IFR News: The Democratic Socialist Republic of Sri Lanka nailed a perfect window to issue a US $1.5 billion dual-tranche bond offering, securing a vote of confidence from international investors as it starts tackling its fiscal problems.
The long-awaited 5.5-year and 10-year bonds launched on what a banker described as one of the best days in Asian primary this year - financial markets had stabilised after the volatility caused by the UK vote to leave the European Union, US payrolls data last Friday pointed to the Federal Reserve keeping rates steady this year and Sri Lanka’s outstanding sovereign bonds rallied.
The country’s 6.85 percent November 2025s were yielding around 6.7 percent on a bid on Monday, the tightest level since that US $ 1.5 billion bond was issued last year, according to Thomson Reuters data.
Markets were looking so good last Friday that bankers accelerated the timing by a day. A good backdrop was crucial for Sri Lanka, which needed to persuade investors that a three-year US $ 1.5 billion International Monetary Fund (IMF) loan approved last month will help put the country back on track to fiscal consolidation. The government also appointed a new Central Bank Governor Indrajit Coomaraswamy, putting an end to uncertainty after the previous governor had declined to seek reappointment.
The backdrop worked in Sri Lanka’s favour. The result: a more than US $ 5.5 billion order book, participation from the top four global funds that placed triple-digit tickets, and a negligible new issue premium on the 10-year.
“We were able to engage high-quality, huge global EM funds, which shows that they were able to regain their faith in this country,” said a syndicate banker involved in the trade.
Another investor said, “Sri Lanka had a good macro story since the approval of the IMF loan and the appointment of a new Central Bank governor.”
The new bonds were both trading around 101 this morning in the aftermarket.
Final pricing of 5.75 percent and 6.825 percent came well inside initial guidance of around 6.125 percent and 7.125
The 10-year was seen as pricing through its existing curve, based on fair value estimates of around 6.84 percent-6.87 percent that were reached by adding 13bp to its outstanding 6.85 percent 2025s, according to bankers.
On the 5.5-year, fair value was estimated at 5.66 percent, based on a hypothetical curve drawn from the somewhat illiquid
2021s and 2022s.
Another banker on the deal said outstanding bonds are expected to tighten now that the new bonds have introduced a tighter,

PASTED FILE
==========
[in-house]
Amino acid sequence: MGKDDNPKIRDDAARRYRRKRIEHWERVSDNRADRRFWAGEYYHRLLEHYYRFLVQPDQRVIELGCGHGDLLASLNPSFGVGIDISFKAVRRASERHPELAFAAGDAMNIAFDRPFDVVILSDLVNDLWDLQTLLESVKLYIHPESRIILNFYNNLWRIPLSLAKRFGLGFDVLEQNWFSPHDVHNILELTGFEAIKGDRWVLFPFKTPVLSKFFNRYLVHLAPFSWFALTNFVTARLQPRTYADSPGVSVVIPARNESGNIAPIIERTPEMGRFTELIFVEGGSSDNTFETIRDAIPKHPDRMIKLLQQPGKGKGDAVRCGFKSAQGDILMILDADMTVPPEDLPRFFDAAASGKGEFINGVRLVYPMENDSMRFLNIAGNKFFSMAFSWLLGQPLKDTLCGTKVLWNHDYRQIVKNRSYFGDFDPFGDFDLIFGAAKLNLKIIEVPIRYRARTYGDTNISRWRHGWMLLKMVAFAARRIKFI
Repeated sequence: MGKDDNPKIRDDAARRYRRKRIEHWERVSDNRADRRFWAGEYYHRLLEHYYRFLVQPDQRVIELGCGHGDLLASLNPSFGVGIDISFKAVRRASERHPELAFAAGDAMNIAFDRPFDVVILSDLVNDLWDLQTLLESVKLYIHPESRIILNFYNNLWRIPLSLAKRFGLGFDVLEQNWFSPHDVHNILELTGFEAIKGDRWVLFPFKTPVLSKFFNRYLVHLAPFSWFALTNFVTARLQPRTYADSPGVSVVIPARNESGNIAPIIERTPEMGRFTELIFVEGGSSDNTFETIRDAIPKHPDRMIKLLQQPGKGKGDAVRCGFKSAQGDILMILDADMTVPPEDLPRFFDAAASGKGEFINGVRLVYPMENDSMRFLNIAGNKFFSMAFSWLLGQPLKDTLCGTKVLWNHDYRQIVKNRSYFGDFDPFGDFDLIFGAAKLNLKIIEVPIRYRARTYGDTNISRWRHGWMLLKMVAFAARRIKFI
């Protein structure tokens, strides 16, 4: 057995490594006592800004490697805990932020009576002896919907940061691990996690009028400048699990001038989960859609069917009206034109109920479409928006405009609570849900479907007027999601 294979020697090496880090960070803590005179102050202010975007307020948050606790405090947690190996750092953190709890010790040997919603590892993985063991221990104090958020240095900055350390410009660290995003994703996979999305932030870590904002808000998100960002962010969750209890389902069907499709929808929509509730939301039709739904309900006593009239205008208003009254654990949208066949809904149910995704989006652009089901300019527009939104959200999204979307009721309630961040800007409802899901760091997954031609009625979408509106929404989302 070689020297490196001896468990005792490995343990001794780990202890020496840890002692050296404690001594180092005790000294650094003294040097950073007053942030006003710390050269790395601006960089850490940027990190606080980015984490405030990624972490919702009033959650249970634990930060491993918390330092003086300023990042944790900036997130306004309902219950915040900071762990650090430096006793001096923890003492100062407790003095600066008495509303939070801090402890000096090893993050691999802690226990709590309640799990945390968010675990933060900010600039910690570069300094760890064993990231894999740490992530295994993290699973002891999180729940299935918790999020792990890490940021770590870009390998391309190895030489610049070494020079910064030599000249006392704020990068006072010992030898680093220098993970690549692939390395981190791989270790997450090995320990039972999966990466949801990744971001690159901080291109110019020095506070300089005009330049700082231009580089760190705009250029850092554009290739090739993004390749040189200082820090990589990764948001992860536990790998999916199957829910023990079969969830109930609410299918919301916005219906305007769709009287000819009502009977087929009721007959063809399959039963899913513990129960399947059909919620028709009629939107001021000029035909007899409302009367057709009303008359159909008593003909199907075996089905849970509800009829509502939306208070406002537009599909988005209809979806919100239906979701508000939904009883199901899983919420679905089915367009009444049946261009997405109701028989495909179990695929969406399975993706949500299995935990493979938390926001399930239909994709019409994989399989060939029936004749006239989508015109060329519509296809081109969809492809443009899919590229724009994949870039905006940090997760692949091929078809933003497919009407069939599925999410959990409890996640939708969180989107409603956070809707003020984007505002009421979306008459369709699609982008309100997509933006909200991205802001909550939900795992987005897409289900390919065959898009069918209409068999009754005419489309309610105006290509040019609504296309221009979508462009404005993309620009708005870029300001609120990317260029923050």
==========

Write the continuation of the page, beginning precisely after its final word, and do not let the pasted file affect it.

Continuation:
“The new 5.5-year almost eliminates the need for a sukuk,” said the banker.
A senior Finance Ministry official told IFR in April that it was eyeing a sukuk and its first Chinese renminbi-denominated
notes this year.
The US $ 500 million 5.5-year portion was 37 percent allocated to Europe, 35 percent to the US, with the remainder going to Asian investors. The US $ 1 billion 10-year was 62 percent distributed to the US, 28 percent to Europe and 10 percent to Asia.
Fund managers accounted for a majority of both tranches, taking 85 percent and 91 percent on the 5.5 and 10-year
A banker away from the deal said the pricing looked aggressive, but said when a market is yield-suppressed, people are going to flock to deals like Sri Lanka. It also helps that the country is an established issuer and the bonds are index-eligible, he said.
The IMF loan, approved on June 3, aims to alleviate pressure from the fall in foreign currency reserves, which have dropped below the amount of short-term debt.
But the Extended Fund Facility’s main goal is to spur reforms such as reducing the budget deficit from 7.4 percent of gross domestic product (GDP) in 2015 to 3.5 percent by 2020, increasing revenue to GDP, undertaking public financial management reform and improving the finances of weak state enterprises.
Moody’s said in a report last month that based on similar cases, reaching the ambitious fiscal targets set by the EFF programme entails risks, a concern that prompted it to cut the sovereign’s outlook to negative from stable on June 20.
Sri Lanka may also be affected by a slowing British economy following the UK’s decision to leave the EU, which could slow nominal GDP growth and make it hard to lower the deficit.
The tea-exporting country has the highest exposure to the United Kingdom as a percentage of its exports compared to other Asian emerging-market countries. Britain is its second largest export market, accounting for 9.9 percent of total exports, according to Asia Frontier Capital.
The 144A/Reg S notes are expected to be rated B1/B+/B+, which is on par
with the issuer.
Citigroup, Deutsche Bank, HSBC and Standard Chartered were joint bookrunners.